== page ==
Winter RV Manufacturer to Pay $20,000 to Settle EEOC Equal Pay Lawsuit

Job Applicants with Question Marks

Written By ESR News Blog Editor Thomas Ahearn

On February 27, 2020, the U.S. Equal Employment Opportunity Commission (EEOC) – a federal agency that advances opportunity in the workplace by enforcing federal laws prohibiting employment discrimination – announced that a winter recreational vehicle (RV) manufacturer has agreed to pay $20,000 to settle an equal pay discrimination lawsuit filed by the EEOC, according to a press release from the EEOC.

The EEOC lawsuit claimed that Isanti, Minnesota-based SnoBear USA, Inc. paid a female welder less money than male welders with the same experience and skill levels which violates Title VII of the Civil Rights Act of 1964 and the Equal Pay Act (EPA) of 1963 that prohibit discrimination in compensation on the basis of sex. The EEOC filed its lawsuit in U.S. District Court for the District of Minnesota.

SnoBear will pay $20,000 in monetary relief to the discrimination victim as part of a four-year consent decree settling the lawsuit, which also provides non-monetary relief intended to prevent pay discrimination in SnoBear’s workplace in the future. SnoBear must train managers on Title VII and the EPA while tracking pay by job title and gender and regularly reporting this data to the EEOC.

“In addition to compensating the affected female employee, the decree will allow the EEOC to continue to monitor compliance for an extended period of time. We expect that by ensuring pay equity, the decree will also help SnoBear attract the most qualified workforce without regard to gender,” Greg Gochanour, the EEOC’s regional attorney in Chicago, Illinois, stated in the press release.

According to the National Committee on Pay Equity (NCPE), the gender wage gap has narrowed by less than one-half a penny per year in the United States since Congress passed the EPA in 1963. Statistics from the U.S. Census Bureau revealed that women earned 80 percent of what men earned in 2015. As a result, laws prohibiting employers from asking about salary history have increased to narrow the gap.

Several businesses settled equal pay discrimination lawsuits filed by the EEOC for thousands of dollars in 2019. This growing trend will cause employers to focus on salary history question bans in 2020 that promote equal pay between men and women, according to the “ESR Top Ten Background Check Trends” for 2020 compiled by leading global background check firm Employment Screening Resources® (ESR).

In October 2019, a health care firm paid $50,000 for paying female nurses less than a male nurse. In May 2019, a school district paid $11,250 for paying a female principal less than male principals. In April 2019, a manufacturer paid $77,500 for paying a female employee less than a male counterpart. In January 2019, an insurance firm paid $36,802 for paying female investigators less than male investigators.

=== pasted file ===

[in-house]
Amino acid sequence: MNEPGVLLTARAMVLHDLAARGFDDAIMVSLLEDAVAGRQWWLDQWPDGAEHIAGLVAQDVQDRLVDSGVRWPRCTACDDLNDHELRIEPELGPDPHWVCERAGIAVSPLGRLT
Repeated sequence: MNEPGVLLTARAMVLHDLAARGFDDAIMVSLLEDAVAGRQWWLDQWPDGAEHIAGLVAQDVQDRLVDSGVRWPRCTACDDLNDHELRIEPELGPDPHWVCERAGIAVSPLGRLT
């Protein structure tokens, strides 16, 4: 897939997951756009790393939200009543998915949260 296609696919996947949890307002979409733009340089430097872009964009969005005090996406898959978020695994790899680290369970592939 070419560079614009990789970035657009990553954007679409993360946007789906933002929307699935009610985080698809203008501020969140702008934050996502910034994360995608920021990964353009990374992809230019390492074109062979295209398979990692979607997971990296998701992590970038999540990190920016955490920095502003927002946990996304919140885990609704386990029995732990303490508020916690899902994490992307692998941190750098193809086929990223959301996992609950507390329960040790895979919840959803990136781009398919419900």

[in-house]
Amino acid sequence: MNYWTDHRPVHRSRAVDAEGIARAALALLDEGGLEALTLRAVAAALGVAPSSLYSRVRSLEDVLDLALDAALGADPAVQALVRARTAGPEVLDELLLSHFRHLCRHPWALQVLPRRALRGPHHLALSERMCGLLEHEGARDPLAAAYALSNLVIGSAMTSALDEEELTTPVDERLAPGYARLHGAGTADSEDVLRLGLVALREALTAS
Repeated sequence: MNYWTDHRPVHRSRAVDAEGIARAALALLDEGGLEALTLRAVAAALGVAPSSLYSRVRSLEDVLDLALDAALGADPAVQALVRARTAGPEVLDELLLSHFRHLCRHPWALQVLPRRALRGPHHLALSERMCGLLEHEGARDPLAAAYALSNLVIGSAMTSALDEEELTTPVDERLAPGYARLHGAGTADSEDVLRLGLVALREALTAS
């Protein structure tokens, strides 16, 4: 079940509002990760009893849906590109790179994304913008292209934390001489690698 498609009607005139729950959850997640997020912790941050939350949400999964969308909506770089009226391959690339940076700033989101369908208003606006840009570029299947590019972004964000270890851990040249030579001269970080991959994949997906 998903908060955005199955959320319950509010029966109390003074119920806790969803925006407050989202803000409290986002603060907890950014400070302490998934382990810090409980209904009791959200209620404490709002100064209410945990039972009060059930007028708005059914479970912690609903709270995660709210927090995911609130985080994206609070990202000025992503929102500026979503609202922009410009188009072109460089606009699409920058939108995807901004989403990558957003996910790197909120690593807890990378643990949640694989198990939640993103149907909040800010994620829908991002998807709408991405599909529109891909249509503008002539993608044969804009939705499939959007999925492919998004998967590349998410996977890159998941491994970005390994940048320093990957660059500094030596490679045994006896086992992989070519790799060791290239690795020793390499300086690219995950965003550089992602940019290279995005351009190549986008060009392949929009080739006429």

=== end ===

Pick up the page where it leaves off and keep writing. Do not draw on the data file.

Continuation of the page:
The goal of salary history question bans is to base compensation on work performed and not previous pay, which may reflect and perpetuate gender discrimination. In 2019 alone, laws with prohibitions on salary history questions by employers were passed in the states of Illinois, Maine, New Jersey, and North Carolina. Similar laws were passed in cities such as Atlanta, Cincinnati, Columbia, and Toledo.

As of 2020, salary history question bans that support equal pay have been passed in cities such as Atlanta, Chicago, Cincinnati, Kansas City, Louisville, New Orleans, New York City, Philadelphia, Pittsburgh, and San Francisco. The states of California, Connecticut, Delaware, Hawaii, Illinois, Maine, Massachusetts, Michigan, New Jersey, New York, North Carolina, Oregon, Pennsylvania, Vermont, and Wisconsin passed similar bans.

“When an employer has a background screening firm perform past employment verifications, it is critical that firm knows which cities, counties, and states prohibit salary history questions, or else that employer could be fined,” explained Attorney Lester Rosen, the founder and chief executive officer (CEO) of Employment Screening Resources® (ESR) and the author of ‘The Safe Hiring Manual.’

Employment Screening Resources® (ESR) – a leading global background check provider – offers employers flexible and customizable employment verifications that provide the salary history of applicants only if permitted by state and local equal pay laws. To learn more about employment verifications from ESR, visit www.esrcheck.com/Background-Checks/Verifications-References/.

NOTE: Employment Screening Resources® (ESR) does not provide or offer legal services or legal advice of any kind or nature. Any information on this website is for educational purposes only.

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